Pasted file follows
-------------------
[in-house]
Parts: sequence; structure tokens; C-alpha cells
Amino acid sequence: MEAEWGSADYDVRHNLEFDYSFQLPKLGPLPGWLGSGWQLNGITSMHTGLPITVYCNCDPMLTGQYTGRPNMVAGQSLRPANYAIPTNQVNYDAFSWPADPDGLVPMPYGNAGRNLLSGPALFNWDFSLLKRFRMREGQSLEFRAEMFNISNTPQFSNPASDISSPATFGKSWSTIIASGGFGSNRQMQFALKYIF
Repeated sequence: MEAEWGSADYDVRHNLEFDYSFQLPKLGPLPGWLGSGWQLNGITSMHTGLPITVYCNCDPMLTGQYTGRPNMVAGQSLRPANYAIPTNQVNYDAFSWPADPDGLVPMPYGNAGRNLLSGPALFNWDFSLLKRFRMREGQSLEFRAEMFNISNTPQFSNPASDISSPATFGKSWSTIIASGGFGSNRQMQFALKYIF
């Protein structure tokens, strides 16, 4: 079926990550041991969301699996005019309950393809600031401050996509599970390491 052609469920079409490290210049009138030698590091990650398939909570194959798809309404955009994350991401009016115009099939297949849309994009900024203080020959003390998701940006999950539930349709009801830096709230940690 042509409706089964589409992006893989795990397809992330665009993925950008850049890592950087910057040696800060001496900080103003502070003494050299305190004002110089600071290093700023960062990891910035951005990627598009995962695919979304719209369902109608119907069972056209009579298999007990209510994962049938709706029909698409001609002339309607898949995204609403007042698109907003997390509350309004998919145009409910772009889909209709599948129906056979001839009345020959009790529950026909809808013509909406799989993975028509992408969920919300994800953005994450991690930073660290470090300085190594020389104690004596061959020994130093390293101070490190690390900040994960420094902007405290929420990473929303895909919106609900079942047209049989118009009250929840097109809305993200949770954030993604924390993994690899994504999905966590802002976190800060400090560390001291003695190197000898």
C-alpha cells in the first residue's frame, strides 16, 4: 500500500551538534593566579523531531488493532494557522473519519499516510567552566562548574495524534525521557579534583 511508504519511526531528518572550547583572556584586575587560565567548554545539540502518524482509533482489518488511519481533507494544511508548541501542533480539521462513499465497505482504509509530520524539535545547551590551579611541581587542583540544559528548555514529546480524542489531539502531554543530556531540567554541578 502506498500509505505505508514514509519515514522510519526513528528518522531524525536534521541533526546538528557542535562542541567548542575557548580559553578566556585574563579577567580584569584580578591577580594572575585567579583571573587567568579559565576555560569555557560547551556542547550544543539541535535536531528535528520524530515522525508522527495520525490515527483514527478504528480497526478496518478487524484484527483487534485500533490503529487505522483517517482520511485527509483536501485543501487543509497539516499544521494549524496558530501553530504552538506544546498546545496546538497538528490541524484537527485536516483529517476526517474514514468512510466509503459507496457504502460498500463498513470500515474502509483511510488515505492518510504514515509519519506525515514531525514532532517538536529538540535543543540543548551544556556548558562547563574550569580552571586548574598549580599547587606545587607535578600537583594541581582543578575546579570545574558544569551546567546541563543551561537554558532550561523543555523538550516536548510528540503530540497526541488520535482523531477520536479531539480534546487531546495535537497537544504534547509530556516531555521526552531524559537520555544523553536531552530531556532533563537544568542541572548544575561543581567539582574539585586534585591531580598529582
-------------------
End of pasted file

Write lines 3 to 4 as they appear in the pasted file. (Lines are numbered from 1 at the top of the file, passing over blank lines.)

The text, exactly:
Amino acid sequence: MEAEWGSADYDVRHNLEFDYSFQLPKLGPLPGWLGSGWQLNGITSMHTGLPITVYCNCDPMLTGQYTGRPNMVAGQSLRPANYAIPTNQVNYDAFSWPADPDGLVPMPYGNAGRNLLSGPALFNWDFSLLKRFRMREGQSLEFRAEMFNISNTPQFSNPASDISSPATFGKSWSTIIASGGFGSNRQMQFALKYIF
Repeated sequence: MEAEWGSADYDVRHNLEFDYSFQLPKLGPLPGWLGSGWQLNGITSMHTGLPITVYCNCDPMLTGQYTGRPNMVAGQSLRPANYAIPTNQVNYDAFSWPADPDGLVPMPYGNAGRNLLSGPALFNWDFSLLKRFRMREGQSLEFRAEMFNISNTPQFSNPASDISSPATFGKSWSTIIASGGFGSNRQMQFALKYIF